Third track ‘empty heavens’ is a shorter effort (clocking in at just under six minutes) and it is quite beautiful with all sorts of unexpected elements lurking within the mix, most of which require several listens to truly appreciate, and the first appearance on the album of vocals which nicely add a new dynamic to the band’s sound. With a melody that is subtle but insistent the band recall a hybrid between Mogwai and Jesu and both music and vocals are crafted sparingly yet with real thought and talent. Indeed, this is true of the whole album in which absolutely nothing is wasted. While there may well be a surfeit of ideas, restraint has been exercised to stop the whole thing becoming weighed down by its own excesses – rather every idea is utilised to the point that the listener wants to hear more rather than turn the track off and the band adhere to the old adage “always leave the audience wanting more”. Another short track, ‘Until the light is gone’ appears out of the static that its predecessor dissolved into and turns out to be a pastoral, sun-flecked piece that is as beautiful as it is inspirational and it’s clear that Auternus have sequenced the album to perfection with each track conveying a mood or feeling as effectively as any Haiku. ‘Hold me’ starts from a simple introspective guitar part that then builds over it’s almost-seven-minutes vi a beautiful (and quite unexpected) female vocal part that sits somewhere between Tool and Anethema’s female-fronted excursions and which brings out yet another, hitherto unexplored area of the band’s music. It is a highlight of the record and the vocals of the (sadly unnamed on my promo copy) singer are truly excellent and shot through with emotion. As always, when faced with a track that is simply overwhelming, I fear that words alone cannot convey the astonishing nature of this track and the beauty of the melody, the intensity of the latter stages and the purity of the stunning female vocals all combine here to create one of those moments when you find yourself sitting bolt upright on the sofa, goose-bumps pricking the skin and a mild euphoria at what is unfolding on the stereo in front of you. It is, quite simply, one of those perfect tracks where all the elements align and one can only imagine the joy the band felt in the studio when hearing this back.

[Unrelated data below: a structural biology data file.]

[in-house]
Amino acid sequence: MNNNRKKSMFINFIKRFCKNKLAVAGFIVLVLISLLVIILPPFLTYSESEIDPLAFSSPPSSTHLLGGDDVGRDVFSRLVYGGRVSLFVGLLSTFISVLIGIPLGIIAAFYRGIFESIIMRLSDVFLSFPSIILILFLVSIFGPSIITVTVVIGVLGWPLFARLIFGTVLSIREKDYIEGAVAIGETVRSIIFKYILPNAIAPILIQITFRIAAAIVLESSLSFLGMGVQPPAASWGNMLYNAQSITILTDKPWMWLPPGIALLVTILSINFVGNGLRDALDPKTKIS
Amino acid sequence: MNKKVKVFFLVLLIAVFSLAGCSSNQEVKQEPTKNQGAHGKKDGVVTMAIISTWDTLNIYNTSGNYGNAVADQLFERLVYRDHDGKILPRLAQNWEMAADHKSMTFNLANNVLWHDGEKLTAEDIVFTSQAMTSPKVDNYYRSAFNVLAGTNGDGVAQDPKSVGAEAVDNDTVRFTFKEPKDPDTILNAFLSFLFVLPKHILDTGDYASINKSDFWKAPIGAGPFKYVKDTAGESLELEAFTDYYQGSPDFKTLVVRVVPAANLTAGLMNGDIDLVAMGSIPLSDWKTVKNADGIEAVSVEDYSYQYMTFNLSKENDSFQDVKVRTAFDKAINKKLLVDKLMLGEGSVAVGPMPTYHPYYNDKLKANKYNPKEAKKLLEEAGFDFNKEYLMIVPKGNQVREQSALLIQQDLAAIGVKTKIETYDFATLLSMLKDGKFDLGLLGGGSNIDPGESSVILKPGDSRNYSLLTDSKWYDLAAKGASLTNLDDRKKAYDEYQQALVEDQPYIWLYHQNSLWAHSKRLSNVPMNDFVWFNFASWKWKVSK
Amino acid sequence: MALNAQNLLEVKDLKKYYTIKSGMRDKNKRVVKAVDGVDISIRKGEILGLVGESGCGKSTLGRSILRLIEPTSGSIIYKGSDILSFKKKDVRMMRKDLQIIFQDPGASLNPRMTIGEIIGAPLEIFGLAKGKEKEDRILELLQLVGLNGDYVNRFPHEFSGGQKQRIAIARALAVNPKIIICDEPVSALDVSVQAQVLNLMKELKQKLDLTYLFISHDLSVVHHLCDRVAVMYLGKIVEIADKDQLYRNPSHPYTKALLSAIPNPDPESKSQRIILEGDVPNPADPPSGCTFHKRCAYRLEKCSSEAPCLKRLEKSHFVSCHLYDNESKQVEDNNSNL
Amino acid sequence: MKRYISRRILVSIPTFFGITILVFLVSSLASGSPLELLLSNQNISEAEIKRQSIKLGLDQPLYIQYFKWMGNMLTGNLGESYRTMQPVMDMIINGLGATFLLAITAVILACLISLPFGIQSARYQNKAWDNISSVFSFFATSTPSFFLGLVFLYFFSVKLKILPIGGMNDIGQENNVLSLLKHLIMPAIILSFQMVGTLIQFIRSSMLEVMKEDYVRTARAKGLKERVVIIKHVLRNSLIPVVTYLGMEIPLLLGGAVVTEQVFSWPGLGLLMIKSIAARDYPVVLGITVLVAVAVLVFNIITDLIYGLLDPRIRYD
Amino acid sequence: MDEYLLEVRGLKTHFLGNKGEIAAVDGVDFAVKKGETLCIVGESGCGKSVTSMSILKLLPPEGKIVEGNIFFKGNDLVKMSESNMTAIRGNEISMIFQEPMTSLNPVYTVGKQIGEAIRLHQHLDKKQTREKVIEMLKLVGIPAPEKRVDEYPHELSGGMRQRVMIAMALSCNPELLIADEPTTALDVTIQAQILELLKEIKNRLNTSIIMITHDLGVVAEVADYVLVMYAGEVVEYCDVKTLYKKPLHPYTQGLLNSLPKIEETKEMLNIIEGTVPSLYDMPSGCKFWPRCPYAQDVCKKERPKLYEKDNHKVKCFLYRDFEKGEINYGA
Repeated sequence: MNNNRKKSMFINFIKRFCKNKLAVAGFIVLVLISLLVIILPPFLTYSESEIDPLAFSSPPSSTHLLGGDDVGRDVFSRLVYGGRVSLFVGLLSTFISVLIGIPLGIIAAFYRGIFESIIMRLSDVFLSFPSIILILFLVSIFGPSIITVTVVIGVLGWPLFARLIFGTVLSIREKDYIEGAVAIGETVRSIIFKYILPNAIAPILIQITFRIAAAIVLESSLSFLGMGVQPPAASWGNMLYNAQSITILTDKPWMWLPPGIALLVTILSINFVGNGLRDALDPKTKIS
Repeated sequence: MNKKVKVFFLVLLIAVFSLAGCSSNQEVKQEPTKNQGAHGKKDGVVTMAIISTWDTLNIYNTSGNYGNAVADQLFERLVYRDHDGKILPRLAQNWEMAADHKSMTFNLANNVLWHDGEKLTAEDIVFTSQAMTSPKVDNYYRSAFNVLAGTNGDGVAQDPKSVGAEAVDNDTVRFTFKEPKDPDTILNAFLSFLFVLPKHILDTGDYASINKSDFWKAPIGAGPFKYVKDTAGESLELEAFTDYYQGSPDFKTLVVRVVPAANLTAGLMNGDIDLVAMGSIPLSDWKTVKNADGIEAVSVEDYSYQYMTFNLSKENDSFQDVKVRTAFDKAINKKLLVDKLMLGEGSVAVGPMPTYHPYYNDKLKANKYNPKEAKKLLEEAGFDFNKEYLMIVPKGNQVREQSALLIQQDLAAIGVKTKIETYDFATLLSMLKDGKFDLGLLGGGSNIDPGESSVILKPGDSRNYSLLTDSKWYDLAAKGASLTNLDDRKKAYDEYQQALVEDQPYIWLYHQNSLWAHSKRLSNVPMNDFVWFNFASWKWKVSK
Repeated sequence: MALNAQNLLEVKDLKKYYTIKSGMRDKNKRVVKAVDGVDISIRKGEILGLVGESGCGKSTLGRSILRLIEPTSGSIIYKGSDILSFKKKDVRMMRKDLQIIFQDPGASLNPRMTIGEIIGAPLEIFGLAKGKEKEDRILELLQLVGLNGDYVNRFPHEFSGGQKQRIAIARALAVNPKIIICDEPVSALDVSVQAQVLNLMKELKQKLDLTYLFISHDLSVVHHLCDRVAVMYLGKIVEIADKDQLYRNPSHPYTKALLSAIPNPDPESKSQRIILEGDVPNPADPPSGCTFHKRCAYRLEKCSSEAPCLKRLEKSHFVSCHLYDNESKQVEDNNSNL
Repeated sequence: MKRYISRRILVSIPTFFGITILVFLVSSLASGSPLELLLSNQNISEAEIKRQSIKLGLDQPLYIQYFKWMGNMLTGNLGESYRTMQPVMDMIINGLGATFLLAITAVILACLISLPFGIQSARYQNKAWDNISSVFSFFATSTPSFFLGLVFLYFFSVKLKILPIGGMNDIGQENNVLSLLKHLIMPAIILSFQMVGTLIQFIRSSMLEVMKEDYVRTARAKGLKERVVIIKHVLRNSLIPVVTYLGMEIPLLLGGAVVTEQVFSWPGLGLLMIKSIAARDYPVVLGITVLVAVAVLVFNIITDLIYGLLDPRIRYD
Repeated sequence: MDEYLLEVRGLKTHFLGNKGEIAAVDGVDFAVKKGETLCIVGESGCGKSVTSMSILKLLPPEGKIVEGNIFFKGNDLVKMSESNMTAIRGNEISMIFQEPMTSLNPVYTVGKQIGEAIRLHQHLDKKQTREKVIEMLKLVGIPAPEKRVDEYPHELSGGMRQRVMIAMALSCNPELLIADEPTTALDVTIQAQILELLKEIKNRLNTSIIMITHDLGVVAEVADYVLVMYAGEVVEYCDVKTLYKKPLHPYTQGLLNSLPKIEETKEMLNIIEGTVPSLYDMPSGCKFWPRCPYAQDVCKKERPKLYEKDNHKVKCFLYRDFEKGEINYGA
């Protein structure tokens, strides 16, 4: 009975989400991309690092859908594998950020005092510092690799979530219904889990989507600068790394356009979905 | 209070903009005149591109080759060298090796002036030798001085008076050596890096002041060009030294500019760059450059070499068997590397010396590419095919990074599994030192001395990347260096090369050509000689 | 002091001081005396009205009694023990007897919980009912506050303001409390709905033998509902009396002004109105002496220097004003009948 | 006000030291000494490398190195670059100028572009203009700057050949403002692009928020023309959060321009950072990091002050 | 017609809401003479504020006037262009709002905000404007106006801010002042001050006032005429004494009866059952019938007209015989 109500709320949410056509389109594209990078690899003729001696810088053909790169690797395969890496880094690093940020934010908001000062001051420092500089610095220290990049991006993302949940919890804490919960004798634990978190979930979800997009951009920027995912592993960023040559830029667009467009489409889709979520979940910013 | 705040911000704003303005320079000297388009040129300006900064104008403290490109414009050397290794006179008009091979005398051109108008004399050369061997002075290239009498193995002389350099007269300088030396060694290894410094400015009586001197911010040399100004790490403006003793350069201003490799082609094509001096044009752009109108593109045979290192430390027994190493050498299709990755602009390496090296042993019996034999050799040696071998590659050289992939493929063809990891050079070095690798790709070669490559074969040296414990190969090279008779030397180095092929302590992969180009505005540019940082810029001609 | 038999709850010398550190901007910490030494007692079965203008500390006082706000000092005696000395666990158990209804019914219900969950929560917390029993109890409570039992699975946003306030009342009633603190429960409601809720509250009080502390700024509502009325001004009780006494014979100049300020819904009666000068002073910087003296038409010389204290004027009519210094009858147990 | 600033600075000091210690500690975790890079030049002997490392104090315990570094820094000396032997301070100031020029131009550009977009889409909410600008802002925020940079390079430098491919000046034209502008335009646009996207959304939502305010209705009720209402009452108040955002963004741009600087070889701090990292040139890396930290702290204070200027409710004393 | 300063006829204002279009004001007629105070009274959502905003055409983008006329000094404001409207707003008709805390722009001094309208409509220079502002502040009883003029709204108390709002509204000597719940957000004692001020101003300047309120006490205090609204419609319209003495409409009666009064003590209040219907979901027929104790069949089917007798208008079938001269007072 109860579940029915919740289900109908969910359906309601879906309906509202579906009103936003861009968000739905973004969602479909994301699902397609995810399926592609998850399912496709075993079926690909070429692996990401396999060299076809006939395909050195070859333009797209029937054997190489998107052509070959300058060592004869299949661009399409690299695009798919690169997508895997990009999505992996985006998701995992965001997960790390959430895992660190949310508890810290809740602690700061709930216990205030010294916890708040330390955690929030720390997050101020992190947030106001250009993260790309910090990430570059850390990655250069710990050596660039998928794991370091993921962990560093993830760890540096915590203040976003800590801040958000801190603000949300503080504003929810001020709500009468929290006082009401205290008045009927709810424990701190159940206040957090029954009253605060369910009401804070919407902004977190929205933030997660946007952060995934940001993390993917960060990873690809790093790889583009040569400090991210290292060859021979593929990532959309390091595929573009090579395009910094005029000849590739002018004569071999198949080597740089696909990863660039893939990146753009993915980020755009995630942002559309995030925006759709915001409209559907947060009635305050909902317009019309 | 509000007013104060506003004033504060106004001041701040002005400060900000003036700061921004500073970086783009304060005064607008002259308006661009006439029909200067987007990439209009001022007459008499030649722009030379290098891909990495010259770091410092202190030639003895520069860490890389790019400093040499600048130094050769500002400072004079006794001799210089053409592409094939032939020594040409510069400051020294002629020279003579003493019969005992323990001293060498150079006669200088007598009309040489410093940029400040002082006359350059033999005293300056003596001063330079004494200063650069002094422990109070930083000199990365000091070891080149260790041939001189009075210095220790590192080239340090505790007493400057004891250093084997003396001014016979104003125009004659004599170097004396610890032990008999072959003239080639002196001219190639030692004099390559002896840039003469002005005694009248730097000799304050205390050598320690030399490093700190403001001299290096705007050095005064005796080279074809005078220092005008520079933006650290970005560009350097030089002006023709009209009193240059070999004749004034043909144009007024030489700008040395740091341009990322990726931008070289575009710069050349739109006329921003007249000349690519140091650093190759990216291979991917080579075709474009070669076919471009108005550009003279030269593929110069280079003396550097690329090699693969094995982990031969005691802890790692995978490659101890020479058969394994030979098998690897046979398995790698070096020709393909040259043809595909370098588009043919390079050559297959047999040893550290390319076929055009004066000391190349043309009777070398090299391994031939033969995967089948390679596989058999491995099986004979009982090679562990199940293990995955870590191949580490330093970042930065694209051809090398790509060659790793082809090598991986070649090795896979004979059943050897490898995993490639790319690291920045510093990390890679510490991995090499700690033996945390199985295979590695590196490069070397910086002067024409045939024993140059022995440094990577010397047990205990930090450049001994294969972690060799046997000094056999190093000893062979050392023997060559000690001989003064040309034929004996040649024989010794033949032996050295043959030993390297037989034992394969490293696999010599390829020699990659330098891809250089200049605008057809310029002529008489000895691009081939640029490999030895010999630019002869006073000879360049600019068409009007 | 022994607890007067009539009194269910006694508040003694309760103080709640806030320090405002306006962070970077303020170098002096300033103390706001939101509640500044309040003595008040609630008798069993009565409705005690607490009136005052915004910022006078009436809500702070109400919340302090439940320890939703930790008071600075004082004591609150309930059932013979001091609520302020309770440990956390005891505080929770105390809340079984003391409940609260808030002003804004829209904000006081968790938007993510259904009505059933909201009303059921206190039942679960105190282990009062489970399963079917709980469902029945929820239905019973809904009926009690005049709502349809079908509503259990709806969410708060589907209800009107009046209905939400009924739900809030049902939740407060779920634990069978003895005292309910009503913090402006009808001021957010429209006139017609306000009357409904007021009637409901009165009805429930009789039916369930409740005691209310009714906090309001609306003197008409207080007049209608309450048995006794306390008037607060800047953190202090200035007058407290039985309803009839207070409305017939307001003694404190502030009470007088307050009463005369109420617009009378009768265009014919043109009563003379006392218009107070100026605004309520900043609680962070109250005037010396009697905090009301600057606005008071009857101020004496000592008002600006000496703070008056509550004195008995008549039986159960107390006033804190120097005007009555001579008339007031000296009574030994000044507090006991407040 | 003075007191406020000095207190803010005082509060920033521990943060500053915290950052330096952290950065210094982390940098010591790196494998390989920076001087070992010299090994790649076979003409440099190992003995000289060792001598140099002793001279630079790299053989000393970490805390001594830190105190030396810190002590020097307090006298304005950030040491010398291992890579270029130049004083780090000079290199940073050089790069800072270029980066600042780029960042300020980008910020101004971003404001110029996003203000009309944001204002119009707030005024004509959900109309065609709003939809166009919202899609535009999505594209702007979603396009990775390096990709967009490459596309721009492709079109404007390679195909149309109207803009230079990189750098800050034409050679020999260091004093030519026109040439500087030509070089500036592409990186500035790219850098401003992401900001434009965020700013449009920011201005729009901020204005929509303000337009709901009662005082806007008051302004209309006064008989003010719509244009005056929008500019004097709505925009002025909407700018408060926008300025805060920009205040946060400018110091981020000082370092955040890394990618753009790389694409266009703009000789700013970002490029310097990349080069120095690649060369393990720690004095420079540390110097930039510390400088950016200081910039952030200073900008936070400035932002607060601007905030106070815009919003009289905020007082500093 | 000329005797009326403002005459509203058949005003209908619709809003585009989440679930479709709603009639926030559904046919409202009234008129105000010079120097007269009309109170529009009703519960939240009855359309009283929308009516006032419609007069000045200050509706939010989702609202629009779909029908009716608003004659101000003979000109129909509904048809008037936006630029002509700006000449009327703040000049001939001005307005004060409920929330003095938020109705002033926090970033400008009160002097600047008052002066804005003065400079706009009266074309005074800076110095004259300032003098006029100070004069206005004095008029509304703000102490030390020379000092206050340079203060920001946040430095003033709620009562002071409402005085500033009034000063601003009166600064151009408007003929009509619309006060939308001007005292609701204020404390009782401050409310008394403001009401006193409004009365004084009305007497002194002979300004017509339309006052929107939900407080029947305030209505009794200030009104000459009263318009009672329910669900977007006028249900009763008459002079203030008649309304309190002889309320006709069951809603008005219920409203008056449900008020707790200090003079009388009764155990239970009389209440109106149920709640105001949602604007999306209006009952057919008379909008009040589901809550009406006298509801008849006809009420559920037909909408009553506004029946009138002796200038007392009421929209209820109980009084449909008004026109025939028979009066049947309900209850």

Final track ‘non-linear’ arrives straight out of its monumental predecessor and it serves as a coda to its forbear with vocals which are no less impressive and a melody that is a thing of multi-faceted wonder recalling a mixture of the Deftones and Tool at their peak coupled with the emotional resonance of Anathema. It serves as a fitting ending to an album that is short but utterly unmissable with each track providing a wealth of ideas and images.

If last time I felt that the band were reaching for the stars and missing by a millimetre, this time Auternus have shot well beyond their intended mark delivering up an album that is near perfect. The riffs are tighter, the drumming better and the vocals entirely peerless. There is so much happening in every track that it requires several listens before it is possible to truly absorb the full weight of what is going on and ‘hold me’ is a perfect six minutes that will haunt your memory. It is always a pleasure to see a great band develop, but here Auternus have broken, even smashed, every expectation I had for this record with a casual disregard that is quite astounding. Ranging across genres, moods and styles this is a record that I would (and will) wholeheartedly recommend, not to metal fans or post-rock fans or alternative fans, but to anyone who admires intelligent and interesting music; long may Auternus continue for on the strength of this release they deserve every success. A groundbreaking, beautiful, unnerving, claustrophobic, stunning work of art – ‘the dissonant sea’ is an amazing release.

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2 Comments

  1. t schroeder February 11, 2011 4:51 pm  Reply

    the female vocalist is katie gilchrist. an actor, singer, burlesque performer and director based in kansas city.

    • phil February 11, 2011 6:48 pm  Reply

      Thank you – that was something missing from the information I had available to me but I’m glad to know who supplied the amazing vocal on that track. Much obliged sir!